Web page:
First up, a couple of days in Pembrokeshire, and a visit to Freshwater West beach. This is the scene of what Mark Kermode memorably described as 'the unfortunate elf-based incident' when trying not to give the plot away whilst reviewing The Deathly Hallows part I. We headed there the day after Boxing Day and relived the tragic moment when Dobby carks it and gets buried in the dunes by his young sorcerer pals.
|Blue Rock Thrush - a bit of Christmas magic or throwaway plastic tat?|
|Blue Rock Thrush, Stow-on-the-Wold. I apparated from Gloucester Cathedral and was there in a flash.|
I put the Blue Rock Thrush from my mind: we were going to Pembrokeshire and I was going to enjoy it. Choughs and a Black Redstart at the Green Bridge of Wales, and a Scaup in with Tufties at Bosherston Pools provide some birding interest, and quality time with the family had the usual tonic effect. By Thursday morning, however, the continued presence of the extreme rarity was eating away at me. The problem was, everyone else wanted to spend the morning in Pembrokeshire before heading back east. This would have limited the time available to see the Rock Thrush to the last hour or so of daylight, not a prospect I was keen on.
The difference of view over the options was in danger of becoming a full blown conflict, so I proposed a peace plan of such fiendish cunning that Voldemort himself would have been proud of it: as we have to go back over the Severn Bridge anyway, I suggested, why not nip up the road to Gloucester Cathedral, whose cloisters serve as the Hogwarts body double in several of the Potter films. Perhaps I could drop the family off there, pop along to Stow-on-the-Wold for the Blue Rock Thrush and be back to meet them in the town of my birth before dusk? Miraculously, the peace plan was accepted by all parties.
The forecast was for thick freezing fog all day in Stow-on-the-Wold, so I had visions of seeing the Thrush, which had been photographed in beautiful light the previous day, only as a silhouette in the gloom, if at all. I needn't have been concerned: the town was bathed in sunlight as I arrived to join the large crowd hanging around the Cotswold stone houses waiting for the Thrush to sit up on a rooftop somewhere. Disconcertingly, it hadn't been seen for an hour, so I headed for Fisher Close, scene of most of the previous sightings. After a few minutes chatting to Nick and Claire Oliver who arrived at about the same time, a shout went up and we got our first view of the bird. Over the next couple of hours it did several wide circuits of the area, often perching for extended periods on the rooftops and chimney pots.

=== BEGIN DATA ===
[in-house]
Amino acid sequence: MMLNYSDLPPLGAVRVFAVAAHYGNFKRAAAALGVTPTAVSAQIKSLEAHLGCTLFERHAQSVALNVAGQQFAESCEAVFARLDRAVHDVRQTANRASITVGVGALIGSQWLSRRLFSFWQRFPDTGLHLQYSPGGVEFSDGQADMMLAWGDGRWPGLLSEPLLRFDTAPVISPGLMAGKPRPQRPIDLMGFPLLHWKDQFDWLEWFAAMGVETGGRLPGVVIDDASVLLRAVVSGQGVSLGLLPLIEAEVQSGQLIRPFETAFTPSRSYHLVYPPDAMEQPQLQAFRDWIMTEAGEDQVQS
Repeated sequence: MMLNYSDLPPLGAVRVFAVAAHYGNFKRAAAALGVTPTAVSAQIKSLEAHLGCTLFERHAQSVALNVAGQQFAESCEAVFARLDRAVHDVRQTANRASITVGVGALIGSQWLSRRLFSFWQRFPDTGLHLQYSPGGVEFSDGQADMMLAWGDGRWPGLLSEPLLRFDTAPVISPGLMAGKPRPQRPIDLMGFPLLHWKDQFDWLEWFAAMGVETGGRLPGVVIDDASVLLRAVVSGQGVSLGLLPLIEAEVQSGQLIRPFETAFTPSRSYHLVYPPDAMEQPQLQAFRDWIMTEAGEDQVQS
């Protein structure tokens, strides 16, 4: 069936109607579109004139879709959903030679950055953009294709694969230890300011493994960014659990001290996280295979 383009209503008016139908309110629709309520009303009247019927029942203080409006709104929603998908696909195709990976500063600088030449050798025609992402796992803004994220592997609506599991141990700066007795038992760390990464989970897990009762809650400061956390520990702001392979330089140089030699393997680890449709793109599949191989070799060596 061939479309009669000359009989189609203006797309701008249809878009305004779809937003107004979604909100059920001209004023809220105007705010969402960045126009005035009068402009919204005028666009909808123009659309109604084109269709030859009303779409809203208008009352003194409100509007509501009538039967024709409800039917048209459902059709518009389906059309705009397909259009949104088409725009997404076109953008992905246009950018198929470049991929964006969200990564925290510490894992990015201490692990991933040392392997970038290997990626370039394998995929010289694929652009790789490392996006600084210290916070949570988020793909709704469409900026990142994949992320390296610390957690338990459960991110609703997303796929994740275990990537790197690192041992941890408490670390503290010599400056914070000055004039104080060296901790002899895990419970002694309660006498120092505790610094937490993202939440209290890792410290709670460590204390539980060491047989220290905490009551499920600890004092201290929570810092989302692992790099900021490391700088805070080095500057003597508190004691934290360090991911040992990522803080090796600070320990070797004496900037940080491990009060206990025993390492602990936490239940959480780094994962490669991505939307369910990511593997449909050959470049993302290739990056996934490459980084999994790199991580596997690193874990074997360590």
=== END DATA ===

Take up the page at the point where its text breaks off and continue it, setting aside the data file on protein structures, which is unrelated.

I got some satisfactory photographs, but having to jockey for position to get them wasn't much fun, so I wandered towards the high street with food in mind. Walking down a narrow alley, a scuttling noise above me made me look up and there was the Blue Rock Thrush, much closer than any of my previous sightings. I had it to myself for a few seconds until I was joined by a family of muggles who were almost as pleased as I was to enjoy such a close encounter when I pointed it out. It hopped up to the ridgeline, posed for a few seconds longer and was gone. Thus sated with my views, I headed back to the Cathedral for a quick tour from the children who had by this point sussed out the most well-known locations from their favourite film scenes.
Debate about the origins of this bird has raged on site and on-line. While I was there, Lee Evans, the self-styled Albus Dumbledore of British twitching, had taken a break from mourning the loss of George Michael to apply his version of the Sorting Hat and pronounce it a definite cage bird. Other opinion was either more circumspect or more inclined to regard it as a wild bird. I can't add anything to this debate that hasn't been said already, though have tried to summarise the case for and against its acceptance to Category A of the British list in the following photos and captions.
|Matted feathers on the lower breast were being mentioned by some as a bad sign yesterday - indicative of captive origin or just a sign of poor condition associated with an arduous migration?|
|A drooping left wing was being cited as another feature suggestive of captive origin - though we can all recall tired migrants which had suffered some kind of wing and/or feather damage.|
|Looking pretty tatty here in the flight feathers and the tail - but, again, does this make it cagebird material?|
|Cagebirds often show damaged or deformed feet - not looking too bad here though|
|While the garden feeder antics may have looked a bit odd, there was plenty of more natural feeding behaviour on display too - here despatching a bee of some description|
|The ridge lines of Stow-on-the-Wold could just about pass for rocky outcrops where you might expect to see this species|